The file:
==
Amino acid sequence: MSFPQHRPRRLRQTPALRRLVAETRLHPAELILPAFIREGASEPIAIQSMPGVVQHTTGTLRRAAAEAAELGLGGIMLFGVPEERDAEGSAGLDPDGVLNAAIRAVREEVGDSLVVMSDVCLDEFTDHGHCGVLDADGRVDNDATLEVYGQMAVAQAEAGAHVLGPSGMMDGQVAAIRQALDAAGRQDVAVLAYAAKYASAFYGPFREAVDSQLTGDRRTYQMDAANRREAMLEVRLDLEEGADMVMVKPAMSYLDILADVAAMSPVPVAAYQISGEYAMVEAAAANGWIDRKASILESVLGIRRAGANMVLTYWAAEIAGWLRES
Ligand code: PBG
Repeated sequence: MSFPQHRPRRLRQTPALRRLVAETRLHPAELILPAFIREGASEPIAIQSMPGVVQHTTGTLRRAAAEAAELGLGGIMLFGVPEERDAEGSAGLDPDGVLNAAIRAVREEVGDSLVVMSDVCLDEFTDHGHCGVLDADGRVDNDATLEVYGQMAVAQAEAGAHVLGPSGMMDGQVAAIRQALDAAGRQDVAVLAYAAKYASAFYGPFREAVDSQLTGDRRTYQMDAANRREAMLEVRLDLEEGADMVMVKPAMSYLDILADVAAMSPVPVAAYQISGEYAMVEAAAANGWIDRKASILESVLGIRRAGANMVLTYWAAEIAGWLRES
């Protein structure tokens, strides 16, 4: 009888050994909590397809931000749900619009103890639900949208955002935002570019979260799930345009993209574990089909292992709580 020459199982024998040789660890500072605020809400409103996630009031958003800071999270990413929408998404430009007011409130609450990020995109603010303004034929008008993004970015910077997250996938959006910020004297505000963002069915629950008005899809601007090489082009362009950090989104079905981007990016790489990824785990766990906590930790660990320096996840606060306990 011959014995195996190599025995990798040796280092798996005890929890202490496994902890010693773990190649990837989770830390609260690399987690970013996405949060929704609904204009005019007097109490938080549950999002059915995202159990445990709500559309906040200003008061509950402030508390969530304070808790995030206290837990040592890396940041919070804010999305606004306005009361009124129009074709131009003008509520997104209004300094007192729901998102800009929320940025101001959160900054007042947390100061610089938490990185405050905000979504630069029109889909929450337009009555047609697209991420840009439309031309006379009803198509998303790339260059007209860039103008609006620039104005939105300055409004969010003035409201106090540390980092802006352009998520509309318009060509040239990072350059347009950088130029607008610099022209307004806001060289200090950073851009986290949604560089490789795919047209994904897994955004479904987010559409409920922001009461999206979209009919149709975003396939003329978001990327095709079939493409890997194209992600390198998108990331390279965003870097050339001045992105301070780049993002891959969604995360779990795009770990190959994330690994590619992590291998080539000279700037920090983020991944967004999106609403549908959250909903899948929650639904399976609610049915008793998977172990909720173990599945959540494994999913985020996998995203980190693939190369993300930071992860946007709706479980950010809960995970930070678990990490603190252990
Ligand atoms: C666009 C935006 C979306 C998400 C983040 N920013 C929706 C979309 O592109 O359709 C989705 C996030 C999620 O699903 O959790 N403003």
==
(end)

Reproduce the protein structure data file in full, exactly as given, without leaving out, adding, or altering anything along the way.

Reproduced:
Amino acid sequence: MSFPQHRPRRLRQTPALRRLVAETRLHPAELILPAFIREGASEPIAIQSMPGVVQHTTGTLRRAAAEAAELGLGGIMLFGVPEERDAEGSAGLDPDGVLNAAIRAVREEVGDSLVVMSDVCLDEFTDHGHCGVLDADGRVDNDATLEVYGQMAVAQAEAGAHVLGPSGMMDGQVAAIRQALDAAGRQDVAVLAYAAKYASAFYGPFREAVDSQLTGDRRTYQMDAANRREAMLEVRLDLEEGADMVMVKPAMSYLDILADVAAMSPVPVAAYQISGEYAMVEAAAANGWIDRKASILESVLGIRRAGANMVLTYWAAEIAGWLRES
Ligand code: PBG
Repeated sequence: MSFPQHRPRRLRQTPALRRLVAETRLHPAELILPAFIREGASEPIAIQSMPGVVQHTTGTLRRAAAEAAELGLGGIMLFGVPEERDAEGSAGLDPDGVLNAAIRAVREEVGDSLVVMSDVCLDEFTDHGHCGVLDADGRVDNDATLEVYGQMAVAQAEAGAHVLGPSGMMDGQVAAIRQALDAAGRQDVAVLAYAAKYASAFYGPFREAVDSQLTGDRRTYQMDAANRREAMLEVRLDLEEGADMVMVKPAMSYLDILADVAAMSPVPVAAYQISGEYAMVEAAAANGWIDRKASILESVLGIRRAGANMVLTYWAAEIAGWLRES
């Protein structure tokens, strides 16, 4: 009888050994909590397809931000749900619009103890639900949208955002935002570019979260799930345009993209574990089909292992709580 020459199982024998040789660890500072605020809400409103996630009031958003800071999270990413929408998404430009007011409130609450990020995109603010303004034929008008993004970015910077997250996938959006910020004297505000963002069915629950008005899809601007090489082009362009950090989104079905981007990016790489990824785990766990906590930790660990320096996840606060306990 011959014995195996190599025995990798040796280092798996005890929890202490496994902890010693773990190649990837989770830390609260690399987690970013996405949060929704609904204009005019007097109490938080549950999002059915995202159990445990709500559309906040200003008061509950402030508390969530304070808790995030206290837990040592890396940041919070804010999305606004306005009361009124129009074709131009003008509520997104209004300094007192729901998102800009929320940025101001959160900054007042947390100061610089938490990185405050905000979504630069029109889909929450337009009555047609697209991420840009439309031309006379009803198509998303790339260059007209860039103008609006620039104005939105300055409004969010003035409201106090540390980092802006352009998520509309318009060509040239990072350059347009950088130029607008610099022209307004806001060289200090950073851009986290949604560089490789795919047209994904897994955004479904987010559409409920922001009461999206979209009919149709975003396939003329978001990327095709079939493409890997194209992600390198998108990331390279965003870097050339001045992105301070780049993002891959969604995360779990795009770990190959994330690994590619992590291998080539000279700037920090983020991944967004999106609403549908959250909903899948929650639904399976609610049915008793998977172990909720173990599945959540494994999913985020996998995203980190693939190369993300930071992860946007709706479980950010809960995970930070678990990490603190252990
Ligand atoms: C666009 C935006 C979306 C998400 C983040 N920013 C929706 C979309 O592109 O359709 C989705 C996030 C999620 O699903 O959790 N403003």